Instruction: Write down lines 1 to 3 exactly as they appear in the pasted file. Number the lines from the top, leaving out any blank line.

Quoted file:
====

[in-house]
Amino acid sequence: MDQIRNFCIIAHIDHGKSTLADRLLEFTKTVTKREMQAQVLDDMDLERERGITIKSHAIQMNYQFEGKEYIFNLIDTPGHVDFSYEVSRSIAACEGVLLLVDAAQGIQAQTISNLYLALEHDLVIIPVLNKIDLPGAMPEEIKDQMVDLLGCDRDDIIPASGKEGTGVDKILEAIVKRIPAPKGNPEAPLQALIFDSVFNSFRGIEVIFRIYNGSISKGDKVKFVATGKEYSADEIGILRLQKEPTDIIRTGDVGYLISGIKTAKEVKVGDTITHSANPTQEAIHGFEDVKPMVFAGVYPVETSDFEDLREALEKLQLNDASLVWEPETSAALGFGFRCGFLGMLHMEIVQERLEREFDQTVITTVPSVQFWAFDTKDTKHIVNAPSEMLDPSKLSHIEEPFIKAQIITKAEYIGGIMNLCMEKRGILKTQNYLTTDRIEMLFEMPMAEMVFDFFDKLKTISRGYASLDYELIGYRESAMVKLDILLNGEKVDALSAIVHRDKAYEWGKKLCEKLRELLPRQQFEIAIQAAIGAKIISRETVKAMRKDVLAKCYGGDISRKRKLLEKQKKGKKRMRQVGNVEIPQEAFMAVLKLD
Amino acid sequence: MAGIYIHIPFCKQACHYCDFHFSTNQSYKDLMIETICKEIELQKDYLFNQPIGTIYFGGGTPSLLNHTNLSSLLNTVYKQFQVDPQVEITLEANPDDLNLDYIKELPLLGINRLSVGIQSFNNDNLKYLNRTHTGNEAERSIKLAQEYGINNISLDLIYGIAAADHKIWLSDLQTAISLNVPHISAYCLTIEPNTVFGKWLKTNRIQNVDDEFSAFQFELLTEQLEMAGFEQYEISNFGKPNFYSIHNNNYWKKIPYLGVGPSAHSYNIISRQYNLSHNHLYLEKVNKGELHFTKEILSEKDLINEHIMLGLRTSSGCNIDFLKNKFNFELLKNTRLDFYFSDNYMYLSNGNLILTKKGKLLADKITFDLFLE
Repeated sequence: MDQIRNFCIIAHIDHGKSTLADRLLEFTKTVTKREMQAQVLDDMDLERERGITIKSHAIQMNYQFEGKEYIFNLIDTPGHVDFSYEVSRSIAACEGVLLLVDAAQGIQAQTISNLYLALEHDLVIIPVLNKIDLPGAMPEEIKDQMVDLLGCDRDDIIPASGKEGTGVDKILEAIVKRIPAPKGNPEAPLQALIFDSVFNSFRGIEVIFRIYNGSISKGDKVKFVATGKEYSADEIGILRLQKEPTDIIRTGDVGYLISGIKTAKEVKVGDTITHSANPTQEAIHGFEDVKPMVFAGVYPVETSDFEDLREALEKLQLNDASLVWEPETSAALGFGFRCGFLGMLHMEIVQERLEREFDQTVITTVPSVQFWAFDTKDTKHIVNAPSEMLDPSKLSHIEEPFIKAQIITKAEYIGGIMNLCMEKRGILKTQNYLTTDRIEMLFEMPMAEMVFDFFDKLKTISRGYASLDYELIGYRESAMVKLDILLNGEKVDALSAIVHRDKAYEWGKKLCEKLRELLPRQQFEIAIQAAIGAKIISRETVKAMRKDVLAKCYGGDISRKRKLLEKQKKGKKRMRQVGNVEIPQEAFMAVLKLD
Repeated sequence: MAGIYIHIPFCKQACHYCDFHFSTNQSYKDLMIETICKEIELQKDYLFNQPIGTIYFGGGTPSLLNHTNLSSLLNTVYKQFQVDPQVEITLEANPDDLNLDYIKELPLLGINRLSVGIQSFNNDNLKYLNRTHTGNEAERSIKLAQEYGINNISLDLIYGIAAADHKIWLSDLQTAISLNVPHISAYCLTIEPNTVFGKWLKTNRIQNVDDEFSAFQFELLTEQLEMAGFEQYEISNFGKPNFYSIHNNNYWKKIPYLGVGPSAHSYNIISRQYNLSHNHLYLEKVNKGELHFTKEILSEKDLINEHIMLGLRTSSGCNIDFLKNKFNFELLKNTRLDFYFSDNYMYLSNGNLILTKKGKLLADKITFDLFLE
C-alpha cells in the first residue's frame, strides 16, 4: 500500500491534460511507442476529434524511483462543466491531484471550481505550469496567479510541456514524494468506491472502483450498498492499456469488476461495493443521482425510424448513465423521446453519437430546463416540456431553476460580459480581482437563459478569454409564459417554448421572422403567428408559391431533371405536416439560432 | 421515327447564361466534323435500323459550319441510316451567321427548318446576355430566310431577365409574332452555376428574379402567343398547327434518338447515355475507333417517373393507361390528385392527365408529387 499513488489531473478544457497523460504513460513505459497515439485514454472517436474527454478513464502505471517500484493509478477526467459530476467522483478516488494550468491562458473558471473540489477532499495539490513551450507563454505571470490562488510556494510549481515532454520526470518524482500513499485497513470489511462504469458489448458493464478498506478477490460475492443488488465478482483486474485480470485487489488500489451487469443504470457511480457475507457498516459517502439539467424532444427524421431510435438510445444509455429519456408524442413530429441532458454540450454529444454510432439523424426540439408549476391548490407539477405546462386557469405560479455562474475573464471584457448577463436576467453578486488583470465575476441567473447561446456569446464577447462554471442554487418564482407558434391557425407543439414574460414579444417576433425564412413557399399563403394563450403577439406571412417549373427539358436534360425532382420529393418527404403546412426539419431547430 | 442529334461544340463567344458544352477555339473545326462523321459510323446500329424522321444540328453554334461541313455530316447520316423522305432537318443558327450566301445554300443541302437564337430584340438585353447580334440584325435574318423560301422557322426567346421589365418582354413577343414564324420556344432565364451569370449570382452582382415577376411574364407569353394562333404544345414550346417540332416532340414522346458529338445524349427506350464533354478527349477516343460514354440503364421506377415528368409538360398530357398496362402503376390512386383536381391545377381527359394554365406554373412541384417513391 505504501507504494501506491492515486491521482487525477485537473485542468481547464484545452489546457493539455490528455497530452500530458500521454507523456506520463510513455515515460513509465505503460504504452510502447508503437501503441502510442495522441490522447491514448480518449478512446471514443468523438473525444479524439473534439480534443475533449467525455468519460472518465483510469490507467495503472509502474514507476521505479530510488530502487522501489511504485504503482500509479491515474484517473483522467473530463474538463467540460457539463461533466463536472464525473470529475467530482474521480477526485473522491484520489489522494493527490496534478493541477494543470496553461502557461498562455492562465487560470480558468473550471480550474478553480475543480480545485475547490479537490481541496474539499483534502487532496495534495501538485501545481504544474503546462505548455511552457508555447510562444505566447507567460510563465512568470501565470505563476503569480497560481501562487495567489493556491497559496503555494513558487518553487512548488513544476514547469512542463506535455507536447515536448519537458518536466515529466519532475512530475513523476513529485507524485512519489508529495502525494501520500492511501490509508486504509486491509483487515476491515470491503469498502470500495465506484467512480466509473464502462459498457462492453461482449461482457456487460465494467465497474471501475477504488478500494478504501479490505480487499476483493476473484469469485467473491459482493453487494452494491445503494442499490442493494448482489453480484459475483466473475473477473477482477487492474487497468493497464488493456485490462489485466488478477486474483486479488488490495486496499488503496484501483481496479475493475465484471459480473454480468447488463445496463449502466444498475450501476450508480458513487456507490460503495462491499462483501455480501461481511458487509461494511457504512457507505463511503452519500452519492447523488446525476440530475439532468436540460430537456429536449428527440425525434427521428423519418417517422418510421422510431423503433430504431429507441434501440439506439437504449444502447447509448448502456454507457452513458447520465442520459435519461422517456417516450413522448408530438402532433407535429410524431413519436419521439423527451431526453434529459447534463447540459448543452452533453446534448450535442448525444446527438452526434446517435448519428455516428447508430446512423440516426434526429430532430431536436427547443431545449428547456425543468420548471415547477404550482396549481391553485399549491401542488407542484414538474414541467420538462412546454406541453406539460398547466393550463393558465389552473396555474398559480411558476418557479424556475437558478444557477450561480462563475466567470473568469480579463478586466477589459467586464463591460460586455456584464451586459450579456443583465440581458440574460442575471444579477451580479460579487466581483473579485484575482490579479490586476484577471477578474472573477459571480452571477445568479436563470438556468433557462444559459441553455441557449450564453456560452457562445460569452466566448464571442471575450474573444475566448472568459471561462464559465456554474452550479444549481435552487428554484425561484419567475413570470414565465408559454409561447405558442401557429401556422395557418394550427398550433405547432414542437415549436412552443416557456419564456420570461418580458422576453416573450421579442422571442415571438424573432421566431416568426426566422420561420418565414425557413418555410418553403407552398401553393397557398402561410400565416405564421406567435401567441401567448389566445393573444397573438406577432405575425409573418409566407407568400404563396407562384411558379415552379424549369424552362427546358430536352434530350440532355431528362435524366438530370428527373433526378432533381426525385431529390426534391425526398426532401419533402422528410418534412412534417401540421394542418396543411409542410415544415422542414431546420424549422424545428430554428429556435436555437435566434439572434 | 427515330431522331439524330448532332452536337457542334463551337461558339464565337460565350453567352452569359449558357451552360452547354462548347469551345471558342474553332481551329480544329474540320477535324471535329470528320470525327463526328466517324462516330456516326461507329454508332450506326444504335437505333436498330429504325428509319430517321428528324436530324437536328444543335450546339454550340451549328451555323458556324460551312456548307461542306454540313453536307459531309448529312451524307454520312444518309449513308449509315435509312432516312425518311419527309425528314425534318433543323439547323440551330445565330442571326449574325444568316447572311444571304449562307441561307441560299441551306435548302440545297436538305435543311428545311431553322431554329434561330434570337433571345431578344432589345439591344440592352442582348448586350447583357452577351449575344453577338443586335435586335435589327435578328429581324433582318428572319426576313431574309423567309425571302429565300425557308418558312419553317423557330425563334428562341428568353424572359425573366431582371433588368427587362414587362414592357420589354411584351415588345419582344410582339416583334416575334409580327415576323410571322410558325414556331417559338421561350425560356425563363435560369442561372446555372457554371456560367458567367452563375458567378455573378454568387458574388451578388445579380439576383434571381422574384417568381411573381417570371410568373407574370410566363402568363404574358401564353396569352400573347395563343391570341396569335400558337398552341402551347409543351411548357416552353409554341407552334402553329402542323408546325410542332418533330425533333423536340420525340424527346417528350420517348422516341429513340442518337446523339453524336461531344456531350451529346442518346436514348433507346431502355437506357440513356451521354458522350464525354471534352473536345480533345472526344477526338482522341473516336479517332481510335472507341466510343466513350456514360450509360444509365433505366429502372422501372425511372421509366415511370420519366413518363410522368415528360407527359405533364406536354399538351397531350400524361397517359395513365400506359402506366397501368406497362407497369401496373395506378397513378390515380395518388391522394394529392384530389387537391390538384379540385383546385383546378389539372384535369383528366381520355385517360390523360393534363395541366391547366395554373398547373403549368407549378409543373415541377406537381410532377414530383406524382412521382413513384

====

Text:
[in-house]
Amino acid sequence: MDQIRNFCIIAHIDHGKSTLADRLLEFTKTVTKREMQAQVLDDMDLERERGITIKSHAIQMNYQFEGKEYIFNLIDTPGHVDFSYEVSRSIAACEGVLLLVDAAQGIQAQTISNLYLALEHDLVIIPVLNKIDLPGAMPEEIKDQMVDLLGCDRDDIIPASGKEGTGVDKILEAIVKRIPAPKGNPEAPLQALIFDSVFNSFRGIEVIFRIYNGSISKGDKVKFVATGKEYSADEIGILRLQKEPTDIIRTGDVGYLISGIKTAKEVKVGDTITHSANPTQEAIHGFEDVKPMVFAGVYPVETSDFEDLREALEKLQLNDASLVWEPETSAALGFGFRCGFLGMLHMEIVQERLEREFDQTVITTVPSVQFWAFDTKDTKHIVNAPSEMLDPSKLSHIEEPFIKAQIITKAEYIGGIMNLCMEKRGILKTQNYLTTDRIEMLFEMPMAEMVFDFFDKLKTISRGYASLDYELIGYRESAMVKLDILLNGEKVDALSAIVHRDKAYEWGKKLCEKLRELLPRQQFEIAIQAAIGAKIISRETVKAMRKDVLAKCYGGDISRKRKLLEKQKKGKKRMRQVGNVEIPQEAFMAVLKLD
Amino acid sequence: MAGIYIHIPFCKQACHYCDFHFSTNQSYKDLMIETICKEIELQKDYLFNQPIGTIYFGGGTPSLLNHTNLSSLLNTVYKQFQVDPQVEITLEANPDDLNLDYIKELPLLGINRLSVGIQSFNNDNLKYLNRTHTGNEAERSIKLAQEYGINNISLDLIYGIAAADHKIWLSDLQTAISLNVPHISAYCLTIEPNTVFGKWLKTNRIQNVDDEFSAFQFELLTEQLEMAGFEQYEISNFGKPNFYSIHNNNYWKKIPYLGVGPSAHSYNIISRQYNLSHNHLYLEKVNKGELHFTKEILSEKDLINEHIMLGLRTSSGCNIDFLKNKFNFELLKNTRLDFYFSDNYMYLSNGNLILTKKGKLLADKITFDLFLE